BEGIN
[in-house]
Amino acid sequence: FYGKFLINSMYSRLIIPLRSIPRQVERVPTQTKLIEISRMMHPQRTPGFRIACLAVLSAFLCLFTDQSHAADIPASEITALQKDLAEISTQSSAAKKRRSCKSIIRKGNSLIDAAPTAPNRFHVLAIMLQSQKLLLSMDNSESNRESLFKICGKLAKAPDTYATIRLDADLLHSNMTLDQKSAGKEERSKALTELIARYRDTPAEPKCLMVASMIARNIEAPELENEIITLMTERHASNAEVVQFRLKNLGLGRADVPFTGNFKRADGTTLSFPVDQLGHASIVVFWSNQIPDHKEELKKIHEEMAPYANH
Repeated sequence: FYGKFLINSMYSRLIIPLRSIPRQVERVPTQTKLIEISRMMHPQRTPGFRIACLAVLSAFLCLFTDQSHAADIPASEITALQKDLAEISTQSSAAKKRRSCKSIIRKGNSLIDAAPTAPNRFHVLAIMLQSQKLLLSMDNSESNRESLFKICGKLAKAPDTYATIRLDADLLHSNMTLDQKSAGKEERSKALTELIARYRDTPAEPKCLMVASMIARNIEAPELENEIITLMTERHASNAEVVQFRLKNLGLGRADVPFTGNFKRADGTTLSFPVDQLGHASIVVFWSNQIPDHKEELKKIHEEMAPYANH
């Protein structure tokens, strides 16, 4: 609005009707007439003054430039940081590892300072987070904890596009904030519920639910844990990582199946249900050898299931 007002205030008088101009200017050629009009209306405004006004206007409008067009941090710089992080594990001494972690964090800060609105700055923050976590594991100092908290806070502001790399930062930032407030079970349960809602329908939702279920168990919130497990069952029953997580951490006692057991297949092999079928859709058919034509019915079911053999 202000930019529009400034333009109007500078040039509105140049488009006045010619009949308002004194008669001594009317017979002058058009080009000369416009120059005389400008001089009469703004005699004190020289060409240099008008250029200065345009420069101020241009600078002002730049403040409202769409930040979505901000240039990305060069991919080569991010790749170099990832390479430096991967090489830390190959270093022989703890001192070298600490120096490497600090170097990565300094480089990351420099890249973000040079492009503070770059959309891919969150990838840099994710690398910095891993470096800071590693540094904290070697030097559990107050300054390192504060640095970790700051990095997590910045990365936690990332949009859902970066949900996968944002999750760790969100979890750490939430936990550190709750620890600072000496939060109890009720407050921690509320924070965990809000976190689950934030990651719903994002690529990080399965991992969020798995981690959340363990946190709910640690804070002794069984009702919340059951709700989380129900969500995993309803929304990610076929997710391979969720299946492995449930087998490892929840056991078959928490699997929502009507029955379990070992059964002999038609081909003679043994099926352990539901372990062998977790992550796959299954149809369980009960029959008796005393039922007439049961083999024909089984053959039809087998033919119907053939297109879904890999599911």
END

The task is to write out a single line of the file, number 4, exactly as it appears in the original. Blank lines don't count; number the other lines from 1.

């Protein structure tokens, strides 16, 4: 609005009707007439003054430039940081590892300072987070904890596009904030519920639910844990990582199946249900050898299931 007002205030008088101009200017050629009009209306405004006004206007409008067009941090710089992080594990001494972690964090800060609105700055923050976590594991100092908290806070502001790399930062930032407030079970349960809602329908939702279920168990919130497990069952029953997580951490006692057991297949092999079928859709058919034509019915079911053999 202000930019529009400034333009109007500078040039509105140049488009006045010619009949308002004194008669001594009317017979002058058009080009000369416009120059005389400008001089009469703004005699004190020289060409240099008008250029200065345009420069101020241009600078002002730049403040409202769409930040979505901000240039990305060069991919080569991010790749170099990832390479430096991967090489830390190959270093022989703890001192070298600490120096490497600090170097990565300094480089990351420099890249973000040079492009503070770059959309891919969150990838840099994710690398910095891993470096800071590693540094904290070697030097559990107050300054390192504060640095970790700051990095997590910045990365936690990332949009859902970066949900996968944002999750760790969100979890750490939430936990550190709750620890600072000496939060109890009720407050921690509320924070965990809000976190689950934030990651719903994002690529990080399965991992969020798995981690959340363990946190709910640690804070002794069984009702919340059951709700989380129900969500995993309803929304990610076929997710391979969720299946492995449930087998490892929840056991078959928490699997929502009507029955379990070992059964002999038609081909003679043994099926352990539901372990062998977790992550796959299954149809369980009960029959008796005393039922007439049961083999024909089984053959039809087998033919119907053939297109879904890999599911």